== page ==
April 10, 2016

For the little girl with the eye patch.

Dear little girl at Chik-fil-a with the pink, leopard eye patch,

First of all, you totally rocked it. I watched you playing with your grandma and that patch didn't seem to faze you at all. I wish I could have said the same for myself at your age when I had to wear one of those things. My patch was black and in the 80s, being a pirate wasn't quite as cool as it is now.

Actually, my grandma would let me sneak and not wear my patch when I was at her house, especially when we were playing Barbies.

I'm not sure why you have to wear a patch over your eye. The reason I had to wear one was my eye was lazy, which also caused one lens of my glasses to be much thicker than the other. The problem with telling a kindergartner that she has a lazy eye is she doesn't have the wisdom or wherewithal to understand that it isn't some kind of pronouncement about you as a person. Having a lazy eye doesn't make the rest of a person lazy.

I have spent the past 30 years trying to prove that. Why they couldn't have called it a butterfly eye or a mermaid eye or something without such a negative connotation is beyond me.

Maybe soon you won't have to wear the patch anymore. Perhaps you'll have identical twin pairs of plastic glasses, one pink and the other purple, just like mine were. I hope a boy in the 2nd grade doesn't call you "big eyes" because the magnification is so strong.

If your glasses slide down, go ahead and push them right back up, whether with your finger or by wiggling your nose. This is how I've coped for years, causing my family to coin a term for my nose-wiggle-glasses-pushing maneuver..."the snurl."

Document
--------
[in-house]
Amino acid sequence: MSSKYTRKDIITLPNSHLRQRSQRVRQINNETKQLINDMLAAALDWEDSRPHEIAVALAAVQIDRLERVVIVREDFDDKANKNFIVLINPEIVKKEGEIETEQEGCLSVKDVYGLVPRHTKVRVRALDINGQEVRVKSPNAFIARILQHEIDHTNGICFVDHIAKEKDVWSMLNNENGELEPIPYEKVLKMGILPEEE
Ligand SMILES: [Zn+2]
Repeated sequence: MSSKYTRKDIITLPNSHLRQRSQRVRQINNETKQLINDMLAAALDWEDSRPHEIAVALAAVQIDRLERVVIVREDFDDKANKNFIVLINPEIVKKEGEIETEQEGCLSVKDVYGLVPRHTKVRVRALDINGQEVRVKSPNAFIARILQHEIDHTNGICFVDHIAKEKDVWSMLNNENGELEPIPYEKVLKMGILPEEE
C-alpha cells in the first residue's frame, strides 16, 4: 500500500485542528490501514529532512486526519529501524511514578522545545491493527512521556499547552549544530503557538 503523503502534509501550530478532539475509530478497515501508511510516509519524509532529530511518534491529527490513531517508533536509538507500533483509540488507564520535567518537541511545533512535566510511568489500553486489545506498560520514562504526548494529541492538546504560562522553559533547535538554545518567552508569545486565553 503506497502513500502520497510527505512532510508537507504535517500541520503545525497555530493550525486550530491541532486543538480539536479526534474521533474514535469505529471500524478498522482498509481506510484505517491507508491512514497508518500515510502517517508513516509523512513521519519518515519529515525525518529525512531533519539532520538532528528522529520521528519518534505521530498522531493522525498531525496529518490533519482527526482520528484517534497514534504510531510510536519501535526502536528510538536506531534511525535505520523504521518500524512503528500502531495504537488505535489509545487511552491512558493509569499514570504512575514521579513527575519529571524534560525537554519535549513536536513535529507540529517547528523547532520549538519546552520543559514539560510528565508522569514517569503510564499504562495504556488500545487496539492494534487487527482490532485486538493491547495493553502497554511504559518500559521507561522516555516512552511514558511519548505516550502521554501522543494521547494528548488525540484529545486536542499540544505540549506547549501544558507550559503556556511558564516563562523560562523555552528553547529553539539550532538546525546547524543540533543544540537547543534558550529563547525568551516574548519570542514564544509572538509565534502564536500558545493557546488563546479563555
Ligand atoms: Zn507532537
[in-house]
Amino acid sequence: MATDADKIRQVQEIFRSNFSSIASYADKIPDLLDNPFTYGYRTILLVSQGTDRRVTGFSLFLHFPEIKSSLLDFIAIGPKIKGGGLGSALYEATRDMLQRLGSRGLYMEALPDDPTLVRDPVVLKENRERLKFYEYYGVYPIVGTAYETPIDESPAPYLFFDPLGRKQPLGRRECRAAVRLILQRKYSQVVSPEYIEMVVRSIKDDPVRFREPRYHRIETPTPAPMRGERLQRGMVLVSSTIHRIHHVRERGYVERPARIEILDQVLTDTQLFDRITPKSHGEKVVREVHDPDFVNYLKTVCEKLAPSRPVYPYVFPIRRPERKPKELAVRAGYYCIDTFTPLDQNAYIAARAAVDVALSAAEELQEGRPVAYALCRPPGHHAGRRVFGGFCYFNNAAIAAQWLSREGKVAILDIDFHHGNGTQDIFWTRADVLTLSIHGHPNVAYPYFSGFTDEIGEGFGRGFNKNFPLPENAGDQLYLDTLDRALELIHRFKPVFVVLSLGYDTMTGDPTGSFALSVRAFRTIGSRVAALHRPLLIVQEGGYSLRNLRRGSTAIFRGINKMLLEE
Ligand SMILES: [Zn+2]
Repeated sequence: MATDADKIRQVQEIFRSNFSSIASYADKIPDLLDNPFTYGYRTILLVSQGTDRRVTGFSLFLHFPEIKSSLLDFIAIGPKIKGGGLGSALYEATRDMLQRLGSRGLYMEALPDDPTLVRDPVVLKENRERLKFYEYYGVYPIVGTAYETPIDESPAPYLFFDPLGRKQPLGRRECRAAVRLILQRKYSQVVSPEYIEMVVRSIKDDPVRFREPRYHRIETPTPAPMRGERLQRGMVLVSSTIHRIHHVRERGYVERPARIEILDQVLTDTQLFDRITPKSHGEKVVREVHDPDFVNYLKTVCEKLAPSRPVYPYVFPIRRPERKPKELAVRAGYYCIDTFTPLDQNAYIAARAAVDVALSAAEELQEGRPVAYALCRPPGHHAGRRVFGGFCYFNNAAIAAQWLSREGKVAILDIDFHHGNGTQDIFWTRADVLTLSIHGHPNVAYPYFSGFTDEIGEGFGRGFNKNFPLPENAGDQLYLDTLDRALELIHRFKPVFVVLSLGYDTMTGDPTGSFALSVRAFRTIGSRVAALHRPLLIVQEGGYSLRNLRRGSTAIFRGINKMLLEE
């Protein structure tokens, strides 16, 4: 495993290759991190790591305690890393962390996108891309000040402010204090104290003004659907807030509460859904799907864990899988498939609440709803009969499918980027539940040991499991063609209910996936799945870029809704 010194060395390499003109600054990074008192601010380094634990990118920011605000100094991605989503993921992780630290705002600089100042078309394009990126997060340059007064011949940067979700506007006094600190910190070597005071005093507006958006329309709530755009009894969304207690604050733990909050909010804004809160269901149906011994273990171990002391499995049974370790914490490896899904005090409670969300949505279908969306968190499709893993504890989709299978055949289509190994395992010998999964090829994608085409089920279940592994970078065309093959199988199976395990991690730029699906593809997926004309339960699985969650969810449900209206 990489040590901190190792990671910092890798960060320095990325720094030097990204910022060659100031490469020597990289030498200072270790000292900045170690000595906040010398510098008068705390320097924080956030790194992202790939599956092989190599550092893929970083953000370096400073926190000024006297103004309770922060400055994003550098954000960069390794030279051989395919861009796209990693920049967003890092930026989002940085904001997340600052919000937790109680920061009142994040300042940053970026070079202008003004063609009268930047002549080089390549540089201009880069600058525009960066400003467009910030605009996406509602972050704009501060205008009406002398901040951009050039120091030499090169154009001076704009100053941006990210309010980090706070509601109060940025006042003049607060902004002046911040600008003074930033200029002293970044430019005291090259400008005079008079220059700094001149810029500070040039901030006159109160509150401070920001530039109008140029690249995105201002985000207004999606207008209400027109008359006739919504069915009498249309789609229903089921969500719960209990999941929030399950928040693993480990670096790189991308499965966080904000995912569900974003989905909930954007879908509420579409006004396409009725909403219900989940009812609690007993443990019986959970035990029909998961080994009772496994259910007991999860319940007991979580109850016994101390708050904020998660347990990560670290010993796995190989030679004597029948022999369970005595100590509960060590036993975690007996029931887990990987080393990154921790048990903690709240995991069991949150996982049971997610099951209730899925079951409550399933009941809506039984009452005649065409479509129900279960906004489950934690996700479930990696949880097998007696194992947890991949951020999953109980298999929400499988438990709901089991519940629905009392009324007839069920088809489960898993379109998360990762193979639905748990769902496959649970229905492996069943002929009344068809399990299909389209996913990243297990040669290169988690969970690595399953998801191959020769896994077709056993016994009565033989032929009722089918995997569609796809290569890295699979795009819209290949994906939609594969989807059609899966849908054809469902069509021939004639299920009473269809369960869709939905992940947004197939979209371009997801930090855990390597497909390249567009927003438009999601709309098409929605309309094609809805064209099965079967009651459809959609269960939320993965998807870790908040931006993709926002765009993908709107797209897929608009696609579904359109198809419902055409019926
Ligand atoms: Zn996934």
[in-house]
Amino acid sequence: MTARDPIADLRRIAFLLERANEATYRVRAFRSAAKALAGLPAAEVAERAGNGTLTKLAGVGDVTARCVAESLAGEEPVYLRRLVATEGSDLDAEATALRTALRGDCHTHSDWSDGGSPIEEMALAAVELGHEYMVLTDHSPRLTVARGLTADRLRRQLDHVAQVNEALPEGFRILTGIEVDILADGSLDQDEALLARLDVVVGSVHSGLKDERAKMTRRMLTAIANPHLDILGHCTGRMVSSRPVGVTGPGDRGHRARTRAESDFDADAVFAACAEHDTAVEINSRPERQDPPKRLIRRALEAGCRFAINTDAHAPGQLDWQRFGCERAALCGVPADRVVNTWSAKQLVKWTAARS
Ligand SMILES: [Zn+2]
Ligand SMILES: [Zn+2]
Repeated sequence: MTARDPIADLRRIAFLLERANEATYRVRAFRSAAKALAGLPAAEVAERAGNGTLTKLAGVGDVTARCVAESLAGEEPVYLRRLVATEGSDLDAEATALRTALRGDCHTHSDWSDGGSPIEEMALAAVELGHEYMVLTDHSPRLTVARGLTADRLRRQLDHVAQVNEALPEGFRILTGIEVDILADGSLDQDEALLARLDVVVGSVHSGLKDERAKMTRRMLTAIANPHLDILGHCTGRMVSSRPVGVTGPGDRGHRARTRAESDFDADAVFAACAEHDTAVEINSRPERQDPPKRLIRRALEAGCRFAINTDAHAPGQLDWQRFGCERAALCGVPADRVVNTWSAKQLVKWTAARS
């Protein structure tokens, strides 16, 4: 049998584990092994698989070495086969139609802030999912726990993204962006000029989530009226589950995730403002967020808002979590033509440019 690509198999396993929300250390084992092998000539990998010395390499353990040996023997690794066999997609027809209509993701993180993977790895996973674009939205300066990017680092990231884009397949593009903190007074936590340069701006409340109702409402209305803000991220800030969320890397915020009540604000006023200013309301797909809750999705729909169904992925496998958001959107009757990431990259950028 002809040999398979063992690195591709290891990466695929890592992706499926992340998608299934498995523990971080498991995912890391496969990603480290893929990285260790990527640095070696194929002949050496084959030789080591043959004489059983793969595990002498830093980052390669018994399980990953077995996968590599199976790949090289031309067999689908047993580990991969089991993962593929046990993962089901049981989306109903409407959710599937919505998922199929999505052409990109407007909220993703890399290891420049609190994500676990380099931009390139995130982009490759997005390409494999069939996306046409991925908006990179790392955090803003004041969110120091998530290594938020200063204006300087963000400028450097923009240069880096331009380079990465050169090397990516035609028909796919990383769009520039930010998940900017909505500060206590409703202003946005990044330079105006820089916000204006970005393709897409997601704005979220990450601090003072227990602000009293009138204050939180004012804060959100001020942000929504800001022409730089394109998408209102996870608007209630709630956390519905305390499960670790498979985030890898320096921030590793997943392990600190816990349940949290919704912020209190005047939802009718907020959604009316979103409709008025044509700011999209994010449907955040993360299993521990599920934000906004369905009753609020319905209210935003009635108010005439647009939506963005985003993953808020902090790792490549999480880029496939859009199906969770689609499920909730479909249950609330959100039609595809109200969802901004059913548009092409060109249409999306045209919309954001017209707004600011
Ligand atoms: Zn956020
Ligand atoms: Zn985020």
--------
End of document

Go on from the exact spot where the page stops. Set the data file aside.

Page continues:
Sadly, you'll probably never get to know Molly, a bespectacled, but now discontinued member of the American Girl doll family. She might not have had frizzy hair like me, but her fate of having to wear glasses all the while planting a victory garden and staying positive in the face of World War 2 made me feel like I, too, could overcome hard things.

Contacts can be a good option, maybe in the 5th grade when your parents think you are mature enough to care for them properly.

But maybe you'll move to another town for college, a place where the air quality is terrible and your allergies act up and you can't wear contacts anymore.

You just might find that glasses aren't such a bad option after all, what with all the new styles available.

I hope you find someone to love, who loves you and doesn't care that your eyes are sometimes hidden behind thick lenses. And maybe one evening, you'll absentmindedly leave your glasses at home, and your sweetheart will keep looking at your over and over saying, "what is different?" And finally he or she will realize that you look different because for once, you aren't wearing your glasses.

"I kind of like that you aren't wearing your glasses because it lets me see your pretty eyes," he will say. "But I like it when you wear your glasses too." 

It won't be an issue. But clearly, it already isn't because you seem to be doing just fine. And so am I.